Vancouver Review Magazine – Fall 2006

Fall 2006

By Dan Gawthrope – Vancouver Review

Daaku is another first novel about South Asian gangster life as seen through the eyes of a teenager. […] Culture and ethnicity are far less central to the narrative, and author Ranj Dhaliwal, a 30-year-old paralegal who volunteers for organizations that deal with at-risk Indo-Canadian youth, cannot be accused of glamorizing anything. Dhaliwal uses the Queen’s English, rather than street slang, to tell a sobering story that takes place in Surrey and Vancouver.

The word “Daaku,” which roughly translates from Punjabi as “outlaw,” appears only in the foreword and afterword. The cautionary tone of these passages (“The Daaku is a person who has no regard for life and is an outcast in society” ; “Only in the end will the Daaku see his own darkness”) turns the story into a haunting parable about unfulfilled potential and lives wrongly lived.

[…] the protagonist of Daaku is a swaggering big shot who knows he’ll be leader of the pack some day. The fact that Ruby Pandher will step over anyone and stop at nothing to achieve this goal is not apparent in the early going. He just seems like a restless kid who’s smarter than average but too lazy to work. “I thought if I could get away with something,” recalls Ruby, “why not try it.”

Well, it’s a very long road from swiping a dime off your Grade 1 teacher’s desk to whacking the last guy who stands between you and ultimate supremacy of the Lower Mainland cocaine market. But Ruby’s transformation from petty thief to big-time hood unfolds with a depressing inevitability that feels voyeuristic to witness. We know the story he’s telling can only end badly. But we read on regardless, just as we keep watching Martin Scorsese’s Goodfellas past the sickening barroom scene in which Joe Pesci and Robert DeNiro stomp a rival to death; we want to know, apart from learning the protagonist’s fate, whether some measure of justice will ultimately be served.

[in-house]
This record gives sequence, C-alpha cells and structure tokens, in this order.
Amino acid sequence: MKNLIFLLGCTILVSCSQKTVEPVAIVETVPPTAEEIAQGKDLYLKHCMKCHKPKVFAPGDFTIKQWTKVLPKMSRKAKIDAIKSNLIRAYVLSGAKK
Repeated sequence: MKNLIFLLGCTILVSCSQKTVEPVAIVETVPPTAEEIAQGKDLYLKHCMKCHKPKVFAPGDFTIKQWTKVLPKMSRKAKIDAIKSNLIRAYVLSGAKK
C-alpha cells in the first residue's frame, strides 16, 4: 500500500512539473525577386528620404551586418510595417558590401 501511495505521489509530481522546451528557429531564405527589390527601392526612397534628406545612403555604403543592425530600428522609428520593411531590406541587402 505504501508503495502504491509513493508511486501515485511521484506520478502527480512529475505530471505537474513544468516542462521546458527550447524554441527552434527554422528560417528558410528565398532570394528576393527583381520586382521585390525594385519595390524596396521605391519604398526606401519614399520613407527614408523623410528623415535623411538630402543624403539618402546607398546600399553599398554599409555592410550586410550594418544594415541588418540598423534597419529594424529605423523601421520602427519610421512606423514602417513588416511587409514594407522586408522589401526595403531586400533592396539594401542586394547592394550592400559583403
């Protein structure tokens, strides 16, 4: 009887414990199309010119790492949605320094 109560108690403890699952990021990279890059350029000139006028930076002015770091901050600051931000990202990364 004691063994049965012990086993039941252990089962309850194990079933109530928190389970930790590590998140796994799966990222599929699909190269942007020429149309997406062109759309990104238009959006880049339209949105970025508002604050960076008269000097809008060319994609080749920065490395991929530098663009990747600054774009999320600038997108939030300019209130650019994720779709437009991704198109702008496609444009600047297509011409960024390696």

Sure enough, Ruby becomes an increasingly unsympathetic figure as the story progresses. From lying to his parole officer and neglecting his mother, he progresses to cheating on his all-too-loyal girlfriend and betraying his fellow “Dragons. ” Once he commits murder for the first time – and the body count quickly rises – he has pretty much used up every ounce of reader goodwill he began with. Indeed: I wanted the fucker to die.

By story’s end, Ruby is still only 19. […] New Star Books should be applauded for publishing an edgy, politically incorrect novel about South Asian youth and its vulnerability to organized crime, an issue treated far too simplistically by the mainstream media. Dhaliwal, to his credit, has painted a grimly realistic portrait of the West Coast gangster life and the flash-and-burn trajectory of all those drawn to it.